Holding Off Alzheimer's Disease
Patients with mild cognitive impairment -- a neurological condition that is often a precursor to Alzheimer's disease -- can be temporarily protected against Alzheimer's if they take a currently approved medicine called donepezil, researchers announced yesterday.
This is the first time any drug has been shown to slow the progression from mild cognitive impairment to Alzheimer's, researchers said.
The results were announced during an international conference on Alzheimer's disease in Philadelphia. The study was funded by the National Institute on Aging with Pfizer Inc. and Eisai Inc., the makers of donepezil. The drug is sold under the brand name Aricept.
Mild cognitive impairment, according to the National Institute on Aging, is more severe than aging-related memory problems such as forgetting to pick up something at a store. But it is not as severe as Alzheimer's disease, which is characterized by forgetfulness and dementia -- disorientation and confusion. Yet four in 10 people with mild cognitive impairment go on to develop Alzheimer's within three years.
The study found that donepezil slowed progression to Alzheimer's in the first 18 months of a three-year study; thereafter, there was no difference between the drug and sugar pills. On average, researchers said, the medicine slowed the disease by about six months.
Scientists advised caution in interpreting the results, which are considered preliminary. A June report in the medical journal the Lancet suggested donepezil did little to help Alzheimer's patients and was not cost-effective; the drug's makers countered that a number of studies had found it was effective.
-- Shankar Vedantam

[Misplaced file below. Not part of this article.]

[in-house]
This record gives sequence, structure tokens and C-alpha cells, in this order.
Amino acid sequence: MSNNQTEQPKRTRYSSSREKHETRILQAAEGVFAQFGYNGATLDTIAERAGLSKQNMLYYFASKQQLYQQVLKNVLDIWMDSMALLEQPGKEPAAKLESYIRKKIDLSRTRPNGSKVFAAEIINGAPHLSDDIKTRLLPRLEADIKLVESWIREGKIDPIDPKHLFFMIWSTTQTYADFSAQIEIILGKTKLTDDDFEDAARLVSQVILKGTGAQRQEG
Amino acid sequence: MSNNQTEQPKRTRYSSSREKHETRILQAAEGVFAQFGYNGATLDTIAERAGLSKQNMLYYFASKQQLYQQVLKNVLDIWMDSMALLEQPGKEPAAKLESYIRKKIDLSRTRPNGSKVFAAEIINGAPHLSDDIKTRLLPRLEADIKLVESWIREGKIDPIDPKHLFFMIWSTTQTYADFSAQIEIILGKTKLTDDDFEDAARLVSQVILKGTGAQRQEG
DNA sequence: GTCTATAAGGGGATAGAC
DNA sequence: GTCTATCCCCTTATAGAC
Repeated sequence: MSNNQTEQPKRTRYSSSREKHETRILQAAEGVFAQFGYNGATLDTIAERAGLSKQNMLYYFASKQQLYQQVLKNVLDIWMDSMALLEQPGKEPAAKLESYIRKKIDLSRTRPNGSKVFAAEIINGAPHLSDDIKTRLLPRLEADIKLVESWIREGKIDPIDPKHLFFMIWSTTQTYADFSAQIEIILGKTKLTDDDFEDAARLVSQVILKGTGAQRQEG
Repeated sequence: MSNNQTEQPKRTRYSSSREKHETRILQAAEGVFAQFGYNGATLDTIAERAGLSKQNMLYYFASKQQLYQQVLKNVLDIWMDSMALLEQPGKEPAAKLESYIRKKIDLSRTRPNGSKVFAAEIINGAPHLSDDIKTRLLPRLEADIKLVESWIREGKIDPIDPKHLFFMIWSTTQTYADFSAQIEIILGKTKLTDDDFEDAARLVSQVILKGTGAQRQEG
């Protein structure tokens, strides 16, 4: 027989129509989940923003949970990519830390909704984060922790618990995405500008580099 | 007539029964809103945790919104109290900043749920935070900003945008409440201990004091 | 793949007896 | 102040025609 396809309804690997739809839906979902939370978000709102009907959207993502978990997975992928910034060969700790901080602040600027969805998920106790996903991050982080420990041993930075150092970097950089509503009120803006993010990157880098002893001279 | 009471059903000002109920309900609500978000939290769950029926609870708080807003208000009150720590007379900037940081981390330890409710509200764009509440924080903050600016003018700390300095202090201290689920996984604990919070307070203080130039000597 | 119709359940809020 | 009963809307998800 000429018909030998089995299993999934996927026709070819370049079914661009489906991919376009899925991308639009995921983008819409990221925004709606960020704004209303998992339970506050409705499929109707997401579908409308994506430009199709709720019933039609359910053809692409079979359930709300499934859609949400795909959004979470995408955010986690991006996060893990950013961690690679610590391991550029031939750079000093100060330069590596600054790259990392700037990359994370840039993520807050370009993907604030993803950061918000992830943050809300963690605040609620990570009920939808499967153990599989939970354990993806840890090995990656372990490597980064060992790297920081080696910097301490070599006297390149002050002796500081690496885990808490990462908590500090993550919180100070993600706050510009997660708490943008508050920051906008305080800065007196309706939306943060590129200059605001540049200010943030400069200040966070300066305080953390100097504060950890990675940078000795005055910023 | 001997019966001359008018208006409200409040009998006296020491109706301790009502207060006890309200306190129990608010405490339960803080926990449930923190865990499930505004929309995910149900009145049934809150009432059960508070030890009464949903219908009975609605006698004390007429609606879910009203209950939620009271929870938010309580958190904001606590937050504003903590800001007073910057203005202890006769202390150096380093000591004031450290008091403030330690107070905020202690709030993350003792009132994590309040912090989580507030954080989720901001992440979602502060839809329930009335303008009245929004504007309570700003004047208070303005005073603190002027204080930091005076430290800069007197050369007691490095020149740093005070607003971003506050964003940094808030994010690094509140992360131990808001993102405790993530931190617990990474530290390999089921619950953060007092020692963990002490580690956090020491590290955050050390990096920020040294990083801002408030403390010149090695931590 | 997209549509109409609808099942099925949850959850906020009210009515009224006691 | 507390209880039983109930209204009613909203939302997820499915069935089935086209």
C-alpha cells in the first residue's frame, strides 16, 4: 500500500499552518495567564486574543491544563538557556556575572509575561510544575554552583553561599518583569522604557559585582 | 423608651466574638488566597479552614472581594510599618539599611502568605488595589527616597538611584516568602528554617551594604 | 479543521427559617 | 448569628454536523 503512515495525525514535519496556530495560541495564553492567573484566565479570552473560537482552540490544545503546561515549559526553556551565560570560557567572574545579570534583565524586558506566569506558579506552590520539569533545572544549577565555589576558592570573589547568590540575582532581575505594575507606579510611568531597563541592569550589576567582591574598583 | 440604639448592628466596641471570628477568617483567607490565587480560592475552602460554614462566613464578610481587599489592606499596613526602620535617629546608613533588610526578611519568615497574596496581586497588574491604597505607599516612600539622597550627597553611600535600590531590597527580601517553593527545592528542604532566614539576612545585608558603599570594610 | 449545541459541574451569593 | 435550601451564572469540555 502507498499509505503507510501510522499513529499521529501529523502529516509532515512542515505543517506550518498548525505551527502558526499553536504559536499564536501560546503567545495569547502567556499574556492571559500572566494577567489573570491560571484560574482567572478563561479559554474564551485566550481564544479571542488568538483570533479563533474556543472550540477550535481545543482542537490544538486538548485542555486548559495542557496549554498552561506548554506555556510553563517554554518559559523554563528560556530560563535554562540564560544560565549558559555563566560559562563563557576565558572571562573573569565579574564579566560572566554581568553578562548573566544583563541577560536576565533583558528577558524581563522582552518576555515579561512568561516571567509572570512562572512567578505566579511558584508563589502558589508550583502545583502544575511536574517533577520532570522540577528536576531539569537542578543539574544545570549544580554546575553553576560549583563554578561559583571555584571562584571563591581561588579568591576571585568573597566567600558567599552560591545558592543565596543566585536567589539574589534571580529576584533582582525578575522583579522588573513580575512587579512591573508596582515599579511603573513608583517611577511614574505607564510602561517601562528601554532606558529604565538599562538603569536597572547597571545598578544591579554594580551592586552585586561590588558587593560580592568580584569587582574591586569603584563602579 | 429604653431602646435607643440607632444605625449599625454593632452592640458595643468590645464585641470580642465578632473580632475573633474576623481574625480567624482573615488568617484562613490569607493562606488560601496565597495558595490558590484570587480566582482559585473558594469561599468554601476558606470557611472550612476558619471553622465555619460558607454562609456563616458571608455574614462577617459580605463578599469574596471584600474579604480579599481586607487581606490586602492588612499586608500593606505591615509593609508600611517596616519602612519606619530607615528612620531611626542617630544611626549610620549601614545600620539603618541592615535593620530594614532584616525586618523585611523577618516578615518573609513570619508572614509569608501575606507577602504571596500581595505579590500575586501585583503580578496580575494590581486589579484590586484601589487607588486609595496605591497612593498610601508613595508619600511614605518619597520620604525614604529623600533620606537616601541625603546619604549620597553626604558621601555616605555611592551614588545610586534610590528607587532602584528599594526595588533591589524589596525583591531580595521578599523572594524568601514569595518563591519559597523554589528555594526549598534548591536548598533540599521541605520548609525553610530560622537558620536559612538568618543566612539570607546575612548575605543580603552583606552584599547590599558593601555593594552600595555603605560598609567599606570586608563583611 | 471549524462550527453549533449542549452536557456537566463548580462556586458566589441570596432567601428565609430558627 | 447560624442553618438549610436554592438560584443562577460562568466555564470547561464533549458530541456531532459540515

Some Fishy Red Snapper
Fish lovers, beware: The fish you bought at the grocery store may be an impostor, according to new research.
To teach his students about genetic testing, Peter B. Marko, an assistant professor of marine sciences at the University of North Carolina at Chapel Hill, had his students test 22 fish sold as red snapper at nine stores in Delaware, Florida, Illinois, Massachusetts, New York, North Carolina, South Carolina and Wisconsin.
To their surprise, Marko and his students discovered that 77 percent of the fish tested turned out to be some other, less desirable, usually less expensive species of fish. Some of the fish were other types of snapper found in the western Atlantic, while others were relatively rare. Some came from as far away as the western Pacific.
"Substitutions among closely related fish species are difficult to detect, because most distinguishable features are lost during processing," Marko and his colleagues wrote in reporting their findings last week in the journal Nature.
In addition to passing off less expensive, and typically less tasty, fish as red snapper, the practice is disturbing because regulators keep track of the fish species that fishermen catch and sell, to make sure certain species are not being threatened by overfishing.
"Mislabeling to this extent not only defrauds consumers but could also adversely affect estimates of stock size if it influences the reporting of catch data that are used in fisheries management," the researchers wrote.
-- Rob Stein
Ocean 'Sink' May Be Filling Up
After nearly 15 years of study, a group of scientists have concluded that the ocean, which has soaked up half of human-generated carbon emissions over the past 200 years, may be losing some of its capacity to act as a pollution "sink."
In two articles published Friday in Science magazine, the scientists examined the impact of "anthropogenic" carbon dioxide, which is generated by burning of fossil fuels or deforestation. While they said experts are just beginning to track this phenomenon, "the delicate balance of marine planktonic species could undergo significant shifts in the future as humankind continues along the path of [carbon pollution] in the surface oceans."
Millions of years of sedimentation have produced organisms with calcium carbonate shells that can absorb carbon dioxide, but Richard A. Feely, a marine chemist at the National Oceanic and Atmospheric Administration, said "the slowing down of the formation of these calcium carbonate shells will have an effect on the ecosystem of which we have little understanding."
Feely added that lab scientists have seen changes in the structure of algae, for example, but they have not been able to track such phenomena in the open ocean.
-- Juliet Eilperin